Vendors Dismayed to Learn NoHo Market Will Be Lost to Condo Construction
NOHO — A host of vendors who hawk T-shirts and jewelry from a warren of small stands inside a vacant Broadway lot were shocked to learn that a new building planned for the site would displace the decades-old marketplace when construction proceeds.
Plans for the 12-story condo building at 688 Broadway just north of Great Jones Street were recently approved by the city Landmarks Preservation Commission, but some current vendors said they had idea their 20-year-old market would be getting the boot.
Vendor Mohammad Flah, who has sold hats and clothing from a 25-foot-by-10-foot stall at the NoHo Market for the past eight years, was alarmed to hear the news.
"I don't know what we're going to do," said Flah, 49. "We have a mortgage and five kids. Everything is hard now."
Market manager Rachel Pinker said she expected the vendors to be able to stay for "about another year," claiming that "everyone knows" about the closure.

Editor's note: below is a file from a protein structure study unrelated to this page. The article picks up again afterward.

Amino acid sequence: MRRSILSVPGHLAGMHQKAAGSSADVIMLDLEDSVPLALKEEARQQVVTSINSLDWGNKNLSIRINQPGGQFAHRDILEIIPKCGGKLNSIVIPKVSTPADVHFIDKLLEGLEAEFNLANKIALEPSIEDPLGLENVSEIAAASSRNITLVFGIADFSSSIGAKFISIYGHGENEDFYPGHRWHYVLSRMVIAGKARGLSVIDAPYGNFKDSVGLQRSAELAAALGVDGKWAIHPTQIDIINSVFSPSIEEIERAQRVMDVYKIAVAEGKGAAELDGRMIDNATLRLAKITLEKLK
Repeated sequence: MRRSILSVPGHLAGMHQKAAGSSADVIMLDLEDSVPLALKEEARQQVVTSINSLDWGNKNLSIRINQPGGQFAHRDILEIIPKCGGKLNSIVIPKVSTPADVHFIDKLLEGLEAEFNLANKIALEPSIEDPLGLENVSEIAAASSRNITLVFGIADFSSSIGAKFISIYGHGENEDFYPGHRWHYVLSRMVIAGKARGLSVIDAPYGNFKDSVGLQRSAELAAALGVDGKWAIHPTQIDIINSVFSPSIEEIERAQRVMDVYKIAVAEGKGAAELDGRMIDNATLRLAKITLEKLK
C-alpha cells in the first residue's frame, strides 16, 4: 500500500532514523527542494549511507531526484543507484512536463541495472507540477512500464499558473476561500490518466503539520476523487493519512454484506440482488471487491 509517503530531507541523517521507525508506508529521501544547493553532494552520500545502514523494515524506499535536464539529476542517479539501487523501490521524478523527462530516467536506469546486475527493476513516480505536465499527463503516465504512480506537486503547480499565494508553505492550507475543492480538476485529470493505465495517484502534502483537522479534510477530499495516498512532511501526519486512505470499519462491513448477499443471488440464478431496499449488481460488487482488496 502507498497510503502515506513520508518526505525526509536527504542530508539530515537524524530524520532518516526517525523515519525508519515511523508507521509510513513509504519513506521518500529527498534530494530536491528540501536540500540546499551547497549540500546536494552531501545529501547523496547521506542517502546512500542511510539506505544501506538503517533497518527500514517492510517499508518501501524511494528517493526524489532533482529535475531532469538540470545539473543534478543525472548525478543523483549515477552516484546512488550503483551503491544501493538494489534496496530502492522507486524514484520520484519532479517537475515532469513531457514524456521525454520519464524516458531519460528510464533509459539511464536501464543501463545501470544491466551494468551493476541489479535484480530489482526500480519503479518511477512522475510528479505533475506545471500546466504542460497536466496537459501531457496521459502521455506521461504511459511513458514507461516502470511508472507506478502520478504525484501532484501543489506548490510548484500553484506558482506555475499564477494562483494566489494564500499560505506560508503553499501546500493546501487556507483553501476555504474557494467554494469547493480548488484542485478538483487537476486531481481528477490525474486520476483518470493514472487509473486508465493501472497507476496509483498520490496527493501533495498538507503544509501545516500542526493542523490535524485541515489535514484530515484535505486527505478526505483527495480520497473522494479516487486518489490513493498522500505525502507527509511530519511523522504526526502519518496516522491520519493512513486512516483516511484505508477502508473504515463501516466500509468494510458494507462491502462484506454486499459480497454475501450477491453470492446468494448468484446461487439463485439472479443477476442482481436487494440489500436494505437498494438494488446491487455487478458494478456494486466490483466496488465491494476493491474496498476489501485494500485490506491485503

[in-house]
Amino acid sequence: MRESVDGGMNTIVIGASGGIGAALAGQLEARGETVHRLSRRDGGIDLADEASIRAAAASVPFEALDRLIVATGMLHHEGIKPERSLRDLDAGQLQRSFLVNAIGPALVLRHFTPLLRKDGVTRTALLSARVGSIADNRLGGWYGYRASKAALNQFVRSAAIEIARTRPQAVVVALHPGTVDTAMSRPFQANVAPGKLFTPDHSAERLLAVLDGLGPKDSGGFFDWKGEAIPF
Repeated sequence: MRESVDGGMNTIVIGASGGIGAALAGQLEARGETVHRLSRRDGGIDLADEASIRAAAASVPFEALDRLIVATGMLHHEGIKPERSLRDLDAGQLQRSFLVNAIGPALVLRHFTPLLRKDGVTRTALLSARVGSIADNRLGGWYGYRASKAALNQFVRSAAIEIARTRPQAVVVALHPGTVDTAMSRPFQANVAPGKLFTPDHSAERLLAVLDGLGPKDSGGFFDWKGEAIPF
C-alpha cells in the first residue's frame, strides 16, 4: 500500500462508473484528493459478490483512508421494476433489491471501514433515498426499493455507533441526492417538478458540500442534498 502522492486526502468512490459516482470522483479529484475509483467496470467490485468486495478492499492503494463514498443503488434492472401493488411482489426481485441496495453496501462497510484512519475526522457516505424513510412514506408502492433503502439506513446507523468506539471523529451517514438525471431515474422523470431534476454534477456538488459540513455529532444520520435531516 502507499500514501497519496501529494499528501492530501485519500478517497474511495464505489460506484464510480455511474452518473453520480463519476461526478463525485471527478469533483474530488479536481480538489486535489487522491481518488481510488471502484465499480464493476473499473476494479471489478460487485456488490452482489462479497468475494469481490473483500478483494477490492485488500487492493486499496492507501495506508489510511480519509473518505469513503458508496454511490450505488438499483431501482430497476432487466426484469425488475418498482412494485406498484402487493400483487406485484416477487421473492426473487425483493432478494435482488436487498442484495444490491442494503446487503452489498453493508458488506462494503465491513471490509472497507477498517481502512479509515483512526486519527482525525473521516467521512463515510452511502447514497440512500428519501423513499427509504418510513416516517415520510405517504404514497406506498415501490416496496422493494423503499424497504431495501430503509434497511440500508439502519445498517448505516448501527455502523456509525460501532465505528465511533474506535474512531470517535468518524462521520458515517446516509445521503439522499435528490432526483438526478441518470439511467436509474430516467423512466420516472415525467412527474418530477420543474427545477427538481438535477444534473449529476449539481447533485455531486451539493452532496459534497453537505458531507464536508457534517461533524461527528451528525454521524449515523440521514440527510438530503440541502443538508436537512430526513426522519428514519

A spokeswoman for building designer BKSK Architects LLP said exactly when the vendors will need to leave will be determined by the length of the city's permitting process.
Building owner Downtown Re Holdings LLC, which bought the lot in January 2008 for $8 million, did not return a request for comment.
A vendor who has been at the market for four years and gave his name as Nawang said he had heard rumors about the market's closure but had not been given official word of any plans to move. He said he wasn't sure where he would sell his wares once the NoHo Market closed.
"We ourselves have no idea where to go," he said. "It's sad."
The planned condo building will have ground-floor retail space and 14 residential units. Its distinguishing feature will be large terra-cotta "fins," or panels, arranged irregularly on the front of the building and angled in different directions to catch the light, according to BKSK.
Pinker said it had been merely a "fluke" that the vendors, who pay to rent stalls on a month-to-month basis, had been able to work in the prime retail zone, which has intermittently acted as a vendor market and parking lot over the past 20 years.
"We're lucky that we get to be on this multimillion-dollar spot," she said. "It is what it is."
Pinker, a former vendor herself, said she is currently searching for another location in Manhattan, preferably indoors and out of the elements.